Comments on: Seasons With 502+ PA & BABIP >=.400 This and that about baseball stats. Tue, 16 Jul 2013 17:01:55 +0000 hourly 1 By: Johnny Twisto Tue, 17 May 2011 02:41:25 +0000 Runs scored is the most overrated (individual) stat in baseball.

YOU were the one who brought up RBI!

OK, now I read #67 and see you think RBI are much more important than R. All I can say is, you are wrong. RBI and R are equally important (or unimportant, for those who believe that). You will find it difficult to drive in any runs if no one scores them.
No one is discussing the "luck" theory of BABIP on this thread, yet I read about it all the time.

What you read about is "luck" in re *pitchers'* BABIP. (Personally, I hate the term "luck" when talking about such things. I prefer "chance." Or as BSK mentioned, sometimes "variance" is appropriate. Regardless...)

Batters have a much wider spread in BABIP talent than pitchers. League average BABIP is usually around .300. A hitter can have a BABIP of, say, .350 for year after year, and it's more likely that is his true talent. It is probable that no pitcher's true talent in BABIP is .250. If you see a pitcher put up a .250 one season, it's probably due more to defense and chance than his actual ability, and it will regress the next season.

By: Borman Mon, 16 May 2011 01:34:20 +0000 @68 Rickie Weeks strikeouts really aren't the big problem with the Brewers. A bit of solidity in the bullpen and some clutch hitting would be nice. But to the Weeks point, its a leadoff man's job to get on base and produce runs. In the 2010 season, the only player in Milwaukee with a higher OBP was Prince Fielder, and he's never been a leadoff guy. He lead the team in runs scored, and also drove in his share. The same amount as Prince in fact. So to the big point about leading off, getting on base and scoring runs, he does it better than anyone else in Milwaukee.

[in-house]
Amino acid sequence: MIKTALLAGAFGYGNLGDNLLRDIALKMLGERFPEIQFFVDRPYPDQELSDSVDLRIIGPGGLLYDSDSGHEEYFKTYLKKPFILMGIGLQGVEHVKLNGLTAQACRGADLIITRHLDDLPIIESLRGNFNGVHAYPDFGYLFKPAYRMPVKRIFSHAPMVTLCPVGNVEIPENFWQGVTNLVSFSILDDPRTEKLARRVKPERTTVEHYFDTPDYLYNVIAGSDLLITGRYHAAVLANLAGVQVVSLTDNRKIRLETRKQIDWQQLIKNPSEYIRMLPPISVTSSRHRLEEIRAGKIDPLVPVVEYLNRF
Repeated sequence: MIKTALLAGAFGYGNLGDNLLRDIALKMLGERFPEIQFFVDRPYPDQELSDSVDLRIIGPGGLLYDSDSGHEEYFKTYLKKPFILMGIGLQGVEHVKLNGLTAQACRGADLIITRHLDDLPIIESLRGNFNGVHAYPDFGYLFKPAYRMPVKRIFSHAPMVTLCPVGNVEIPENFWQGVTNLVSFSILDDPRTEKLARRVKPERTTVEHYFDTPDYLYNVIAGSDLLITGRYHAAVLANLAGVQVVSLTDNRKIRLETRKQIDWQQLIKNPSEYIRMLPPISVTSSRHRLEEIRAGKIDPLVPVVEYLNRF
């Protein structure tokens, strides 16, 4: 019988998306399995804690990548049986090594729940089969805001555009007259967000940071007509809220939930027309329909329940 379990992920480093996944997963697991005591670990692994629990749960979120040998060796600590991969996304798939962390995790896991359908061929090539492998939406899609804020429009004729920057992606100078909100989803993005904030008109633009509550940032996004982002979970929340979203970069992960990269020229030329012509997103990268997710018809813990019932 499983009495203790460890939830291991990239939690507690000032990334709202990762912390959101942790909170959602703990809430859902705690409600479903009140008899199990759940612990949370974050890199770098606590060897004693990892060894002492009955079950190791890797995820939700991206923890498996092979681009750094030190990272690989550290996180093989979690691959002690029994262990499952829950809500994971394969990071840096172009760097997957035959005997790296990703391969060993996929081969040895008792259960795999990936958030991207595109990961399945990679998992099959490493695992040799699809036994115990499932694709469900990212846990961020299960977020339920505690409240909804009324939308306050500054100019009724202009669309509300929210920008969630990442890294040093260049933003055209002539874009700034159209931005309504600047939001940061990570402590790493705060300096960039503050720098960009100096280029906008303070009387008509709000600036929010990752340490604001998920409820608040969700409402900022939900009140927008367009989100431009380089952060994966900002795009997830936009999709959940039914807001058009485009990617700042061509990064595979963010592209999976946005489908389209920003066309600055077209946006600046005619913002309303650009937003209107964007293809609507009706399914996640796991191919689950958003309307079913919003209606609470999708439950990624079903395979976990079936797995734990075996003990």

Would he be better of cutting out the strikeouts? Of course. Nobody wants to strike out. But there's certainly nothing wrong with Weeks's ability to lead off.

By: Timmy Patrick Sat, 14 May 2011 23:32:49 +0000 @64 Your point is taken, runs are probably not overrated. When you start looking for MVP's, all-stars, ROYs and such, it is often overlooked. The fact that Rickey Week's seems to score runs does not make up for the many other problems in his game. Weeks has some good tools, but so many K's in the leadoff spot in the NL, I think hurts the Brewers. If ever there was a team that could use an old time manger, it's the Brewers.

By: Timmy Patrick Sat, 14 May 2011 23:26:41 +0000 @66 I was not talking about Mark Reynolds, I was talking about Dan Ugly. I am routing for Mark Reynolds because you are correct, his days are numbered.
As far as runs vs. RBI? The RBI is the most important stat in baseball, maybe in sports. It's the hardest to accomplish, and along with number of hits, and strike outs, is the first thing I look at when evaluating a player.
Beards vs. Braids, Jimmy Rollins use to have braids, he got rid of them, then went on to have an MVP year, is the leader of his team, and is a great SS. Damon had a crazy beard but he shaved it off and now it looks like he will be in the HOF. The Yankees have it right, no long hair, no facial hair! BTW anybody notice what a great year Micheal Young is having? 2000 hits before his 35th birthday, 7 time all-star incl 2011. DHing might save some wear and tear on his body. Still with his great year the Rangers have really missed Hamilton. Goes to show that with all the great things Young can do, the big HR guy is still the straw that stirs the drink.

By: Jimbo Sat, 14 May 2011 15:33:43 +0000 Mark Reynolds is not a .260 hitter.

I'm not even sure if he's a .200 hitter anymore.

.198 last year
.178 this year
.239 career

And, he doesn't strike out 170 times a year....he strikes out 218 times a year!!!